HOW IT COULD LOOK
You have read about a variety of businesses throughout this book—from hair salons to car manufacturers and from burger restaurants to enterprise data warehouse solutions providers. All have taken action based on the principles of the four keys to grow their revenues from their existing customers. Can you do it, too? The short answer is, yes! What would it take?
To gain a better understanding of the process, let's look at how a fictitious small business might use the elements of four keys to take the necessary steps to focus on its existing, loyal customers, and achieve growth.
Joe's Coffee Company is a small organization with a few retail stores in its neighborhood.2 It has been in business for about eight years and is reasonably profitable. Joe's doesn't carry any debt; it funds all operations from a steady cash flow. The company roasts its own beans on-site and is well known in the neighborhood. However, the brand has earned little to no recognition outside of its geographic area.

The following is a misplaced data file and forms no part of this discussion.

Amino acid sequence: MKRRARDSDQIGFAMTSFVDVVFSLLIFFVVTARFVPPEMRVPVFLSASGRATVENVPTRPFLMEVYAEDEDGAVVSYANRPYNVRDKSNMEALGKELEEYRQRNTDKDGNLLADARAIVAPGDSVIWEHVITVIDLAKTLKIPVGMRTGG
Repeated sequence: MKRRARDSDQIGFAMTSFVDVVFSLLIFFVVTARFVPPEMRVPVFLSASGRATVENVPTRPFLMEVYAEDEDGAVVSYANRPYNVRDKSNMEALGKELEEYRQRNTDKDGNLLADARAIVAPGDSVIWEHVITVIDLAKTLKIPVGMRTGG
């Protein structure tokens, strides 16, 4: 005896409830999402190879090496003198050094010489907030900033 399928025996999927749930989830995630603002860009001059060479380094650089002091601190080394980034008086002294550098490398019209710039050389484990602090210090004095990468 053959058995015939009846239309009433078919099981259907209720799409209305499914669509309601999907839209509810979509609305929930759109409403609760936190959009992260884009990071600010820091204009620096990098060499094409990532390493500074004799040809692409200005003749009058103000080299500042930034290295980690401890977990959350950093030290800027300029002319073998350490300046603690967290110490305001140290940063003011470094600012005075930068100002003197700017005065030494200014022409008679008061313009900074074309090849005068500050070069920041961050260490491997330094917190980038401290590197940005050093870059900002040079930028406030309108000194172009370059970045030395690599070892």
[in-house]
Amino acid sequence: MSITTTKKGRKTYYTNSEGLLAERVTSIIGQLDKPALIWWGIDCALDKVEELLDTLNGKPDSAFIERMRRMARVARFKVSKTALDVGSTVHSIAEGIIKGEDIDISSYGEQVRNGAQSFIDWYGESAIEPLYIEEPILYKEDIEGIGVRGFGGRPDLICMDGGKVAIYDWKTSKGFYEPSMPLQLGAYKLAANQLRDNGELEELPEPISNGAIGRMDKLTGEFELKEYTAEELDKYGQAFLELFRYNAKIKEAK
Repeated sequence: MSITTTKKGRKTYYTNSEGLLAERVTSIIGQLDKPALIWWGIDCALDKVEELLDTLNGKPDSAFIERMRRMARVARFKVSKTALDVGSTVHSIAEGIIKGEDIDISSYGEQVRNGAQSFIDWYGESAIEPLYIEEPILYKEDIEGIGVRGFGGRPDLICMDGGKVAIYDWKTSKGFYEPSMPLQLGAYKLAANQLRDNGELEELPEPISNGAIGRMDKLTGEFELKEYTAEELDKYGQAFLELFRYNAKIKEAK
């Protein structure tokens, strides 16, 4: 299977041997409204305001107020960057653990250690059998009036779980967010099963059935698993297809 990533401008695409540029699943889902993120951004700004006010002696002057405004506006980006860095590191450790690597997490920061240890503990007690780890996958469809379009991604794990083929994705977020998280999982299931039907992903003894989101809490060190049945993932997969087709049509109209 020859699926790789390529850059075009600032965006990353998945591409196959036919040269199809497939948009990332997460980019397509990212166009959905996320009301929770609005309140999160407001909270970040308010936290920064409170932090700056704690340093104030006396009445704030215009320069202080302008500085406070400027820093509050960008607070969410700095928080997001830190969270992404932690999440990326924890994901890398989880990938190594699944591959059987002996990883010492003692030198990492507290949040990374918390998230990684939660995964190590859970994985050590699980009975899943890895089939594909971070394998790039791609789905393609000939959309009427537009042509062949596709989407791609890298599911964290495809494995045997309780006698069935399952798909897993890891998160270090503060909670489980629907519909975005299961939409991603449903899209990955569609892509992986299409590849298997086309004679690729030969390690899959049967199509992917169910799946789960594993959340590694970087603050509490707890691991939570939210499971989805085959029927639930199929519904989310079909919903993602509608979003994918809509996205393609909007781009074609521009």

Joe's is a family-run company, sporting a basic brand name and tagline (“Joe's Coffee Company: Great coffee at great prices!”). Its logo, too, is very simple. The family wants to grow the business, but they aren't sure of the path to take to become more profitable. And competition is on the rise: There's a Starbucks around the corner, Peet's Coffee is moving in, and the nearby McDonald's is upscaling its coffee offerings.
How should Joe's Coffee Company ...